As soon as a slit appeared between heaven and earth the dungeonmaster unlocked the door to the peasant’s cell with a clatter and two guards came to drag the peasant to the place of execution. It was a large open square within the castle. A massive block of oak, stained black with old blood and scarred with cuts from the blows of the mighty ax, stood in the centre of the square. Guards in armour ringed the block and the dead man’s family and friends seethed and surged around the guards. The king stood with his retinue on a dais. A path was cleared for the peasant. He was taken to the block and told to kneel. A monk in a long brown robe prayed over him. Then the executioner appeared, walking slowly out of a door in the castle.
He was a big man with thick arms and legs and a chest like a boulder. A black hood covered his face. His hands were like stones and in them he carried the great silver ax. He stood over the kneeling peasant. Even the crowd was afraid of him and ceased to move or speak. He looked up at the king and waited.
“Now justice is seen to be done!” cried the king.
“Now justice is seen to be done!” responded the crowd.
The executioner lifted the enormous ax and swung it up over his head in a smooth arc. He paused. The muscles in his arms and wrists suddenly bulged and the ax dropped.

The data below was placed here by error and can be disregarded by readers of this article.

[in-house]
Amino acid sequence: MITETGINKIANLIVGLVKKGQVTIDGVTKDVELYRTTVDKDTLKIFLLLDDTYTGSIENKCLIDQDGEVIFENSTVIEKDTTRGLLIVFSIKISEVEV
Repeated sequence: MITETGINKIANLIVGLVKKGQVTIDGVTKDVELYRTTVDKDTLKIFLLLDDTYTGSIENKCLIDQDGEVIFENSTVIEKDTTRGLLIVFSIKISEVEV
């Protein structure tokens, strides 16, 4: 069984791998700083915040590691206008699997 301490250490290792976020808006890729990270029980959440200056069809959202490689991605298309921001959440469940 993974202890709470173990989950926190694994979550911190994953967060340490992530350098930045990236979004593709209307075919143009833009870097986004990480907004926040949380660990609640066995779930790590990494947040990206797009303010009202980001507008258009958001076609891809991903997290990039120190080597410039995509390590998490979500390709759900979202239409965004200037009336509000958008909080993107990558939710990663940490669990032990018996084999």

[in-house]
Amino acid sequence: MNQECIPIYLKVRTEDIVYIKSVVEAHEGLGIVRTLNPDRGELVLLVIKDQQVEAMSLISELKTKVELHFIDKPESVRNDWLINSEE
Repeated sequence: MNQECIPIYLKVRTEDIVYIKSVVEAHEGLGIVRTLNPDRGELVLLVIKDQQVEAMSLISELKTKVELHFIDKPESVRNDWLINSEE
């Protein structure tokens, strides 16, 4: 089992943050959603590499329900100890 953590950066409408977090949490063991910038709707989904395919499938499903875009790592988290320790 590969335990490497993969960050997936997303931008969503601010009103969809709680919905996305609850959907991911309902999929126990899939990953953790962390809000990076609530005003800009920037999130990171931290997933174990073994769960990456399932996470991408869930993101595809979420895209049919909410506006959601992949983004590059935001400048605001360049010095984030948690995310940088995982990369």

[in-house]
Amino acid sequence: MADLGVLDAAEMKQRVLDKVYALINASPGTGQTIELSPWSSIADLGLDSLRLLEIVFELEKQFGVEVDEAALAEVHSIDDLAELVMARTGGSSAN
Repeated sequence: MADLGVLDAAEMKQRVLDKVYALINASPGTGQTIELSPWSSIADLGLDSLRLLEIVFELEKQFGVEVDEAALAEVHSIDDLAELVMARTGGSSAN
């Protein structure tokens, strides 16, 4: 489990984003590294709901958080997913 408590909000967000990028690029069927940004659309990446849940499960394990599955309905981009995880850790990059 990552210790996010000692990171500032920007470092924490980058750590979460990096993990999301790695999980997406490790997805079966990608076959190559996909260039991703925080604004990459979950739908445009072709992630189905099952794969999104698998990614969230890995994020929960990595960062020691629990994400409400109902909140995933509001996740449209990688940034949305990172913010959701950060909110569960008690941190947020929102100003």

“Stop! In the name of the king!”
The executioner grunted and halted the ax blade just inches from the peasant’s neck. The crowd turned to look at the prince. He was striding across the square, his cloak of scarlet flapping behind him. “Release this man,” he commanded the guards. The guards looked up at the king.
“What are you doing, my son?” demanded the king.
“Doesn’t our law say a life for a life?” the prince asked the king.
“Yes, my son. You know it.”
“Then I claim the ancient law of exchange. A life for a life. Let the prisoner go free. I will take his place.”
“No!” shouted the king.
“No!” shouted the crowd.
“It is the law!” cried the prince. “No one may hinder me! I do this act freely and of my own choosing. No one has forced me. No one has put any gold in my palm. I gain nothing. But.” And suddenly the prince’s hard and frosty face warmed with a small smile. “But my father will gain a second son.” He turned and looked at the crowd. “It is my right. It is the law of exchange. A life for a life.” He looked up at the king who was trembling and whose eyes were shining. “Do not be afraid, my father. I am going to God. And you will join me when he sees fit.” The prince helped the peasant to his feet. “Do not be afraid to be free. There is much good you can do. Just remember who your father is now. The same man who has been my father since I was a newborn.” He turned to the hooded executioner. “Do your duty. See to it that the blood debt is paid. Set my spirit at liberty.” Then the prince knelt at the block of oak.
“Now justice is seen to be done!” cried the prince.
“Now justice is seen to be done,” murmured the monk. But only he spoke. Everyone else was silent.